For months, taxpayers have paid millions as special counsel Robert Mueller’s controversial probe has crawled along. So when will it be done?
Never, warn experts.
President Donald Trump regularly dismisses the investigation as a partisan “witch hunt” — and supporters say that despite millions in tax dollars, a few tax fraud convictions, and over a year of interviews, Mueller’s team still hasn’t provided a single piece of evidence of Russian collusion from anyone in the Trump presidential campaign.
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In August, one Department of Defense whistleblower came forward and said the probe was “all a set-up.” The White House’s legal team says the only evidence found of foreign collusion in the 2016 presidential campaign points to Hillary Clinton’s camp.
But that doesn’t mean Mueller will be wrapping up the probe anytime soon. If the special counsel is indeed driven by partisan motivations, like Trump has warned, then Mueller could easily extend the investigation into Trump’s administration, family, and friends for the president’s entire first term — and more.
The chilling truth is simple: There are zero legal deadlines for Mueller and his team.
Trump and his political allies demanding that Mueller wrap up his Russia investigation within 60 days of the midterm elections in November, citing a Justice Department policy.
But Mueller doesn’t have to listen, according to legal experts. He can continue the probe — and threaten indictments — well into (and beyond) the critical 2018 midterm election.
The Associated Press reported Tuesday that Mueller faces absolutely no deadline, legal or otherwise, for finishing or releasing the findings of his probe. He can continue investigating, subpoenaing documents, interviewing witnesses past the Nov. 6 election.
Despite the Trump administration’s request, there is no policy that sets a 60-day pause in which the Justice Department is barred from investigating. Nor is there a cutoff date for an investigation to wrap up. The guideline isn’t legally binding — and it means Mueller is free to act whenever he pleases, despite the potential effects it could have on election results.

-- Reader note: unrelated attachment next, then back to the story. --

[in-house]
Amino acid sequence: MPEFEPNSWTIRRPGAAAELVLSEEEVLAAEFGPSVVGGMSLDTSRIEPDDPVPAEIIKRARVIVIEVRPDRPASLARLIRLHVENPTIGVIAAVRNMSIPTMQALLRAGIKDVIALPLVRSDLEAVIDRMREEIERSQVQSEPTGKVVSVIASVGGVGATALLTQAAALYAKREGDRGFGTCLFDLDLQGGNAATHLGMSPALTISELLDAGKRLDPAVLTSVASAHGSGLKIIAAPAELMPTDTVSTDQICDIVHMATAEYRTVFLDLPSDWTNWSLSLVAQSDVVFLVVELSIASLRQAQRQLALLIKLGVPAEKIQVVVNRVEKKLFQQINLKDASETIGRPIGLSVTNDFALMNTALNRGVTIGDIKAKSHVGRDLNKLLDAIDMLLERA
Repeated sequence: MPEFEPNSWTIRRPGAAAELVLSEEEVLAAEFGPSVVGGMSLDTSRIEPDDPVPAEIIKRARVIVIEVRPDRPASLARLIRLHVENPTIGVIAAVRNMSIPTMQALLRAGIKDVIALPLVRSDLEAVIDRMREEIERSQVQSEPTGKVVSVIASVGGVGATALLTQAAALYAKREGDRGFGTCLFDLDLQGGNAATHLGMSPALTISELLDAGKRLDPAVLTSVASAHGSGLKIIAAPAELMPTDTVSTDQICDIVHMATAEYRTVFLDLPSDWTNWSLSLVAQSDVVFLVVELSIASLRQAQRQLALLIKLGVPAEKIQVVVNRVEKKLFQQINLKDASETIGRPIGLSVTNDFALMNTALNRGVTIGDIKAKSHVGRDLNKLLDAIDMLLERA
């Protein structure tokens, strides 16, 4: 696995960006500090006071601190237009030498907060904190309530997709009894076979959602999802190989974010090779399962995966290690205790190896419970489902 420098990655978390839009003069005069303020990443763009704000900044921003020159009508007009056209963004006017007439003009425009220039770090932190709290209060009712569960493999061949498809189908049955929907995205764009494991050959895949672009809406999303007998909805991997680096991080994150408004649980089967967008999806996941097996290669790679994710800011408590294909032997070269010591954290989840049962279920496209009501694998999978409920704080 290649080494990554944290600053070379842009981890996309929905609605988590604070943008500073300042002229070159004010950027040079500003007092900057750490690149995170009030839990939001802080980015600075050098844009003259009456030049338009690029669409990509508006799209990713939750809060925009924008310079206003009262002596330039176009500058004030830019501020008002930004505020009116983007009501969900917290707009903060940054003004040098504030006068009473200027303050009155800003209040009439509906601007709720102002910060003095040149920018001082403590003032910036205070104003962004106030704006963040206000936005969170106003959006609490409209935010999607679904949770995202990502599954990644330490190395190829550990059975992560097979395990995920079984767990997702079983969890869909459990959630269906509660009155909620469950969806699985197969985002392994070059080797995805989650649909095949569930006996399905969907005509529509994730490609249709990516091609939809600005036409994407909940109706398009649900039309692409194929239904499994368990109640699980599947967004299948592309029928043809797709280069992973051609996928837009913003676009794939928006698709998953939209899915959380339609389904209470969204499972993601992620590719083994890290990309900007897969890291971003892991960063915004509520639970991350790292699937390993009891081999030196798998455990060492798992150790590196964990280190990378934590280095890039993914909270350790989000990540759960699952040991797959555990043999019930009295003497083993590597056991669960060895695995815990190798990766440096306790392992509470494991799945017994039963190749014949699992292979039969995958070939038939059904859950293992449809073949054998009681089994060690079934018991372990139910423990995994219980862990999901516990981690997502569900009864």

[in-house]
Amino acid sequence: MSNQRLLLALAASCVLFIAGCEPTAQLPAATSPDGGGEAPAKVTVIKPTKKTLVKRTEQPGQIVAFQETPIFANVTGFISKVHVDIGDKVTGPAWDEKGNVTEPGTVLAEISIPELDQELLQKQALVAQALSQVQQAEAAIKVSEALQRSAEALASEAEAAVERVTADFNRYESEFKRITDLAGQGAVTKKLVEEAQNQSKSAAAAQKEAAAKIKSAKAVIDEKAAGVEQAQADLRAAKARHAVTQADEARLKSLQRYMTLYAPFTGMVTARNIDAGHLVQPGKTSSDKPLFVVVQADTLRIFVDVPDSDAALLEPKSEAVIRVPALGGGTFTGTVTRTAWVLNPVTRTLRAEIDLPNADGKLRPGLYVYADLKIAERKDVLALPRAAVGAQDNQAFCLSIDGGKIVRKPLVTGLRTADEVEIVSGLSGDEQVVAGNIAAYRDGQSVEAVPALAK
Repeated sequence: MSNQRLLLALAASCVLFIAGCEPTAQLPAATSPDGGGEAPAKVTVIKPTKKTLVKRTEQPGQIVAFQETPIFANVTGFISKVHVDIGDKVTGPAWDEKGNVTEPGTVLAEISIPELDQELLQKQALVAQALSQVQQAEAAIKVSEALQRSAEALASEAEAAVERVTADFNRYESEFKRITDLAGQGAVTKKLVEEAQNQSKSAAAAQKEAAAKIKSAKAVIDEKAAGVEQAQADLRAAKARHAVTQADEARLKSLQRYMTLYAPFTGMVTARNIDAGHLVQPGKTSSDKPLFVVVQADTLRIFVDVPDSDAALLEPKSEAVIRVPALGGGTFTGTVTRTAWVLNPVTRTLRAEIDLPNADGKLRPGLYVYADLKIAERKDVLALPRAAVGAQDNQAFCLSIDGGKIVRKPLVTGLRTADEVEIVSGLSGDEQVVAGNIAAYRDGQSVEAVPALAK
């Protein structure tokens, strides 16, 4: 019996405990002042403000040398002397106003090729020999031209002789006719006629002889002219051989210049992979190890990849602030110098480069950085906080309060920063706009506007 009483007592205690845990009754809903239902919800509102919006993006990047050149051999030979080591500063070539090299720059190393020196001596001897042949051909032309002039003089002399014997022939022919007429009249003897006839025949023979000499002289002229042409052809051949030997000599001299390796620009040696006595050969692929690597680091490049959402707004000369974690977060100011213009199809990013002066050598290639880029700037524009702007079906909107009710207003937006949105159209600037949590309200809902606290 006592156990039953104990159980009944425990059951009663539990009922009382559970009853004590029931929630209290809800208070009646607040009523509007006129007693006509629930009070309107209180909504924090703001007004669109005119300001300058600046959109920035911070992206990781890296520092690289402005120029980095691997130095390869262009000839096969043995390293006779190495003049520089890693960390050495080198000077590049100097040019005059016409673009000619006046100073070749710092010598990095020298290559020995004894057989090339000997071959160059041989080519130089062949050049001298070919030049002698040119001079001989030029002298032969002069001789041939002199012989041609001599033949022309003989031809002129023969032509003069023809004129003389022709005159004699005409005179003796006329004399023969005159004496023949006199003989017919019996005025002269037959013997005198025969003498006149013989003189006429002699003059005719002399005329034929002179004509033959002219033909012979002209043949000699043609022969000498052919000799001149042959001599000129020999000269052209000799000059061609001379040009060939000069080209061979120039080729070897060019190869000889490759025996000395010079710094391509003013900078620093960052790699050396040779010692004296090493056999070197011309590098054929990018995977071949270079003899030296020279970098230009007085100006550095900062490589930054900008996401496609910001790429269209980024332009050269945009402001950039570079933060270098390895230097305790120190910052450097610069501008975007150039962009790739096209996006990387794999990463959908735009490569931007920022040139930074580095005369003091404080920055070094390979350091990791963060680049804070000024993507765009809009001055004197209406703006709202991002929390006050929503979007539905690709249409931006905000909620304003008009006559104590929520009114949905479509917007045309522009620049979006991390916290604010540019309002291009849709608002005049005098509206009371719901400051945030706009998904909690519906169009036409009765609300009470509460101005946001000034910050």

Justice Department guidance issued over the past decade has been interpreted to mean that investigators, if possible, should avoid taking specific investigative actions — such as indicting candidates or raiding their office — in the run-up to an election.
“Law enforcement officers and prosecutors may never select the timing of investigative steps or criminal charges for the purpose of affecting any election, or for the purpose of giving an advantage or disadvantage to any candidate or political party,” one such memo from 2012 states.
But the policy does not impose a specific cut-off date for investigations before an election. It does not require prosecutors — as some Trump supporters, including lawyer Rudy Giuliani, have suggested — to put an investigation on hold in the period before voters head to the polls.
The Justice Department’s independent inspector general stated in a June report on the Hillary Clinton illegal email server investigation that former officials they interviewed did cite a so-called 60-day rule in which prosecutors avoid public disclosures of investigative steps against a candidate.
But, the report said, “the 60-Day Rule is not written or described in any department policy or regulation.”
“I look at it sort of differently than 60 days,” former Deputy Attorney General Sally Yates is quoted in the report as having said. “To me if it were 90 days off, and you think it has a significant chance of impacting an election, unless there’s a reason you need to take that action, now you don’t do it.”
Even if there were such a rule, former FBI Director James Comey already broke it.
These same issues surfaced within the FBI and Justice Department when agents, just weeks before the 2016 presidential election, discovered a new batch of Hillary Clinton emails that they considered relevant to their investigation into her use of a private email server.
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Comey decided to alert Congress to the emails just nine days before the election, saying he had a duty to update lawmakers after having previously told them that the FBI’s work was done.
Mueller is only required by law to deliver a final report to Deputy Attorney General Rod Rosenstein, who has been in charge of the probe since Attorney General Jeff Sessions recused himself. Rosenstein could then choose to release the contents or withhold them.
Even though two-thirds of American voters said in a recent poll that Mueller should complete his investigation before the midterm elections — including majorities in both parties — he’s under no legal obligation to do so.
That thought is enough to chill Trump’s supporters to the bone.
The Associated Press contributed to this article